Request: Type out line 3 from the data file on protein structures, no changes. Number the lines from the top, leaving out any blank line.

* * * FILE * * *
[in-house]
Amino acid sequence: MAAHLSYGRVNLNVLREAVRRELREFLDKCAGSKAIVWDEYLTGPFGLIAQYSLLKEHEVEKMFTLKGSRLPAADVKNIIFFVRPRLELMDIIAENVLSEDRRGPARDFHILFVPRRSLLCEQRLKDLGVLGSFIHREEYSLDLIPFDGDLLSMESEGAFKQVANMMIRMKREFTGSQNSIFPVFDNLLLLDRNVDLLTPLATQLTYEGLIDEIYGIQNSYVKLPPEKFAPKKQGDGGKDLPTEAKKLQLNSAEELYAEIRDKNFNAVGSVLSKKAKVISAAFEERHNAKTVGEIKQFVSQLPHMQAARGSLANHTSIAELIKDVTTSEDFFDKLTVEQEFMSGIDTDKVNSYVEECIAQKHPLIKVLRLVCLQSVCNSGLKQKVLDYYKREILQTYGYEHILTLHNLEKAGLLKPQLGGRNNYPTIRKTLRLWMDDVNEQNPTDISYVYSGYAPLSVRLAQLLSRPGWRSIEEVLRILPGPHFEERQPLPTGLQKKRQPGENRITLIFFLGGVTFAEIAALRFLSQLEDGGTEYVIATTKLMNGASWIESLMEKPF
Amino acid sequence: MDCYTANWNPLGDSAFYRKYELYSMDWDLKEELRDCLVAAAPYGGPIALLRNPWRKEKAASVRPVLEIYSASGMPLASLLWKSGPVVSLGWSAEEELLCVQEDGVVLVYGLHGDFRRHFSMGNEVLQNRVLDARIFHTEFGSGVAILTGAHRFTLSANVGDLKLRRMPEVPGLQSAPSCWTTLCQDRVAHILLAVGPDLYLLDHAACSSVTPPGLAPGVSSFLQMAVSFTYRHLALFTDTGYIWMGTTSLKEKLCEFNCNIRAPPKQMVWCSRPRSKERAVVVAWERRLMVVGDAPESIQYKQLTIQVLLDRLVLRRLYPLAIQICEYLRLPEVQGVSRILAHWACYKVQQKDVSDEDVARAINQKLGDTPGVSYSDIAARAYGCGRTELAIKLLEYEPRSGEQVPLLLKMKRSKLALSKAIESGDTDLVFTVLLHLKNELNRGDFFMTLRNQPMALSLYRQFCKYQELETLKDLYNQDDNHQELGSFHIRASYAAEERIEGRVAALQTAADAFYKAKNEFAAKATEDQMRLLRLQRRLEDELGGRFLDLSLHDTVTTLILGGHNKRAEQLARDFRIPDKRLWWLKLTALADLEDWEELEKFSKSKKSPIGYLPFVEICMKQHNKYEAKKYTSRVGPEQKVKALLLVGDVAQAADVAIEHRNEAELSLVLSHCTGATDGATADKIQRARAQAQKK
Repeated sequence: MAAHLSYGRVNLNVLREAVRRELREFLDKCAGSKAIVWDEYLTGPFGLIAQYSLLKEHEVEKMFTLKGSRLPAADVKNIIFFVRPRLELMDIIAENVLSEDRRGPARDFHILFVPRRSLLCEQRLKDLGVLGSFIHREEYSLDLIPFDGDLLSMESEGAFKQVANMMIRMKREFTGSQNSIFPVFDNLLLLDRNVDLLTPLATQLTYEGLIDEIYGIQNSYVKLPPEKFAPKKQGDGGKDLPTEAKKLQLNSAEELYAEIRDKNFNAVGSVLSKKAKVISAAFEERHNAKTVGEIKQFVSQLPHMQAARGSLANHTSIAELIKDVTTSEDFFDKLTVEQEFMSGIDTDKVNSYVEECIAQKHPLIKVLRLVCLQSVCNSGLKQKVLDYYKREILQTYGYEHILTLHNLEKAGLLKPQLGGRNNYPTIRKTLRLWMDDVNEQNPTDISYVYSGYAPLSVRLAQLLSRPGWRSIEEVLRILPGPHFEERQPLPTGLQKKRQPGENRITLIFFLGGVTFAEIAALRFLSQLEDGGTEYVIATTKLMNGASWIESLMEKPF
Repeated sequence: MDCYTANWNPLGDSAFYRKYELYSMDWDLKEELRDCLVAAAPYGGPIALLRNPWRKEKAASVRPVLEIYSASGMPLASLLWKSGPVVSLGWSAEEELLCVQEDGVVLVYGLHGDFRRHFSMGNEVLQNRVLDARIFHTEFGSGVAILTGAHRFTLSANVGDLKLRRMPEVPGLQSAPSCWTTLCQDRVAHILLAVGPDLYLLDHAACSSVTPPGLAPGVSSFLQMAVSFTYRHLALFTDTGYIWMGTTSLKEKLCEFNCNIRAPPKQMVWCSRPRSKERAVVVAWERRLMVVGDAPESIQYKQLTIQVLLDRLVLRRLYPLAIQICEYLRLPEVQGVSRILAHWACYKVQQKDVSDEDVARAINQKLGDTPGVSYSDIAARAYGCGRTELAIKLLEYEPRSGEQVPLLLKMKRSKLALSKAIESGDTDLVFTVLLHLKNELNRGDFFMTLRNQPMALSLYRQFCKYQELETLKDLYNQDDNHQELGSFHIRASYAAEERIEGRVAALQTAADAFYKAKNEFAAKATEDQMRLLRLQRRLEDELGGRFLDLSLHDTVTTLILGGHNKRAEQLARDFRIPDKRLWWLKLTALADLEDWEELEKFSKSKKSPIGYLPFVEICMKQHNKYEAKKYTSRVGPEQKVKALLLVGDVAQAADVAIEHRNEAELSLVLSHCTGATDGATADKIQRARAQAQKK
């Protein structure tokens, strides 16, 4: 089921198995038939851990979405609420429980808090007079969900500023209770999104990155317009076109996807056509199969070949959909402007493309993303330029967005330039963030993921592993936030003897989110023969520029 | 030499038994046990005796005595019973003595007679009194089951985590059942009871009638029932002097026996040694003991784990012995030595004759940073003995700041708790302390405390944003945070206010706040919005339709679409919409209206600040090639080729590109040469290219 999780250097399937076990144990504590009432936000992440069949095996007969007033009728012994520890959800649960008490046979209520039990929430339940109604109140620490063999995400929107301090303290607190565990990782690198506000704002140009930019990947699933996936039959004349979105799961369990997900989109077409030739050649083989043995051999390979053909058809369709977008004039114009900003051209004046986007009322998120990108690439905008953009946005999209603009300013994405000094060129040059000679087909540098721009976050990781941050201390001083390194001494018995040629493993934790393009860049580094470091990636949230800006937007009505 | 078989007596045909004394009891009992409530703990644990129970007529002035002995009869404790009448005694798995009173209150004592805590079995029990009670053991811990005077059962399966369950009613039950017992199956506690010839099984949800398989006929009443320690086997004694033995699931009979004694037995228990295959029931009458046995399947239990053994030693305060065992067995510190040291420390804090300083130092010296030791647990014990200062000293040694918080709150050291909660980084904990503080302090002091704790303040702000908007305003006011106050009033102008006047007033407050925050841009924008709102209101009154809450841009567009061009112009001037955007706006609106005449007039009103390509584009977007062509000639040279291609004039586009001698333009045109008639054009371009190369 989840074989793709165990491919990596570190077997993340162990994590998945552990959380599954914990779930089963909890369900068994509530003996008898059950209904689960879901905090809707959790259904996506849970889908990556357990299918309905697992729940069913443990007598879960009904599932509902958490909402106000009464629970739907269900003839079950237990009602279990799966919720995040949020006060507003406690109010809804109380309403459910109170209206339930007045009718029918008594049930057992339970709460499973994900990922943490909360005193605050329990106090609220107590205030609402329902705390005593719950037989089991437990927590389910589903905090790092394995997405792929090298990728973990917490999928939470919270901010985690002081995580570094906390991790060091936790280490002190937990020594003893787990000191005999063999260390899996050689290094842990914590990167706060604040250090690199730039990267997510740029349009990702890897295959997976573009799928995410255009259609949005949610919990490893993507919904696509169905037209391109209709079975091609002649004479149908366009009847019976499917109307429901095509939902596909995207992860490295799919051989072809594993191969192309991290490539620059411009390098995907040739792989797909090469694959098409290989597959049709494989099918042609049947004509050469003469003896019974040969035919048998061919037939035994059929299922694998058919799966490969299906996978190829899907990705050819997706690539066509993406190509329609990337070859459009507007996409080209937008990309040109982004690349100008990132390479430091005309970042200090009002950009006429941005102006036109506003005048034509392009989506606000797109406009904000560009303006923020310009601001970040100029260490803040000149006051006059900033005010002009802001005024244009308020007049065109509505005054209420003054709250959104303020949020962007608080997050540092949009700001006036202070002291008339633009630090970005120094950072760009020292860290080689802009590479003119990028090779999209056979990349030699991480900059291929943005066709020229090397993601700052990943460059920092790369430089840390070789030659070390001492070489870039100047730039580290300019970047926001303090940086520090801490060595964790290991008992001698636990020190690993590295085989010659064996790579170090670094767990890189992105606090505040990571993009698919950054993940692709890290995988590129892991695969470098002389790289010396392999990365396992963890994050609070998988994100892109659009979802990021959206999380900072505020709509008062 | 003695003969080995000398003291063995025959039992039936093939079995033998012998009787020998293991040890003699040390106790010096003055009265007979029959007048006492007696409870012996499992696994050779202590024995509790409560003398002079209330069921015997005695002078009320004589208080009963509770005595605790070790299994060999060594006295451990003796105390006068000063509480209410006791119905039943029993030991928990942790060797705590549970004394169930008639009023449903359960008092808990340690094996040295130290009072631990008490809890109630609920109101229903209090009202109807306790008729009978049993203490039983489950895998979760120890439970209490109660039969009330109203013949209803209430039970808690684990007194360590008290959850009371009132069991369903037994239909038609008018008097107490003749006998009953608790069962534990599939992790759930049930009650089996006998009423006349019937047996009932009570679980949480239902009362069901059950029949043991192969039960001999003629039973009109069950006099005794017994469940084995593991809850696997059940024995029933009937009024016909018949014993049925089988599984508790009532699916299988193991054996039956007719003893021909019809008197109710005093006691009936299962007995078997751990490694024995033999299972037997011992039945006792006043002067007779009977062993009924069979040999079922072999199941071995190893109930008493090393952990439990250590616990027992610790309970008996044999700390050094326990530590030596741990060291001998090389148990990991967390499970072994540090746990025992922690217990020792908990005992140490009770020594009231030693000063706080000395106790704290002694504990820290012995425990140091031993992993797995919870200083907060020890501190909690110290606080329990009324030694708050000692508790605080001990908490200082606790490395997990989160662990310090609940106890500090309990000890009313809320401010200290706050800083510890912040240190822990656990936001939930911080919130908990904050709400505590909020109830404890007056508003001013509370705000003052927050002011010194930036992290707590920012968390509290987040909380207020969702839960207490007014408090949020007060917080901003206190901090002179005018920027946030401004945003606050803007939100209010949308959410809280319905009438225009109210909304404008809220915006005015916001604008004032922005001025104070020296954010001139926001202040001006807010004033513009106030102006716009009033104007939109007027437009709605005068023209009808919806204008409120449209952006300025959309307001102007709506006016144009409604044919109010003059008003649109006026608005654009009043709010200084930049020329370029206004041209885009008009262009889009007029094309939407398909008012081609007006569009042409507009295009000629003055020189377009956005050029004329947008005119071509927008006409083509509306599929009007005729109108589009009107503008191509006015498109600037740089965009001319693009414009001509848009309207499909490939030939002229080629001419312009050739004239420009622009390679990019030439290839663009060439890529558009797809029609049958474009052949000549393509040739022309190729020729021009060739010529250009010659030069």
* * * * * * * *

Amino acid sequence: MDCYTANWNPLGDSAFYRKYELYSMDWDLKEELRDCLVAAAPYGGPIALLRNPWRKEKAASVRPVLEIYSASGMPLASLLWKSGPVVSLGWSAEEELLCVQEDGVVLVYGLHGDFRRHFSMGNEVLQNRVLDARIFHTEFGSGVAILTGAHRFTLSANVGDLKLRRMPEVPGLQSAPSCWTTLCQDRVAHILLAVGPDLYLLDHAACSSVTPPGLAPGVSSFLQMAVSFTYRHLALFTDTGYIWMGTTSLKEKLCEFNCNIRAPPKQMVWCSRPRSKERAVVVAWERRLMVVGDAPESIQYKQLTIQVLLDRLVLRRLYPLAIQICEYLRLPEVQGVSRILAHWACYKVQQKDVSDEDVARAINQKLGDTPGVSYSDIAARAYGCGRTELAIKLLEYEPRSGEQVPLLLKMKRSKLALSKAIESGDTDLVFTVLLHLKNELNRGDFFMTLRNQPMALSLYRQFCKYQELETLKDLYNQDDNHQELGSFHIRASYAAEERIEGRVAALQTAADAFYKAKNEFAAKATEDQMRLLRLQRRLEDELGGRFLDLSLHDTVTTLILGGHNKRAEQLARDFRIPDKRLWWLKLTALADLEDWEELEKFSKSKKSPIGYLPFVEICMKQHNKYEAKKYTSRVGPEQKVKALLLVGDVAQAADVAIEHRNEAELSLVLSHCTGATDGATADKIQRARAQAQKK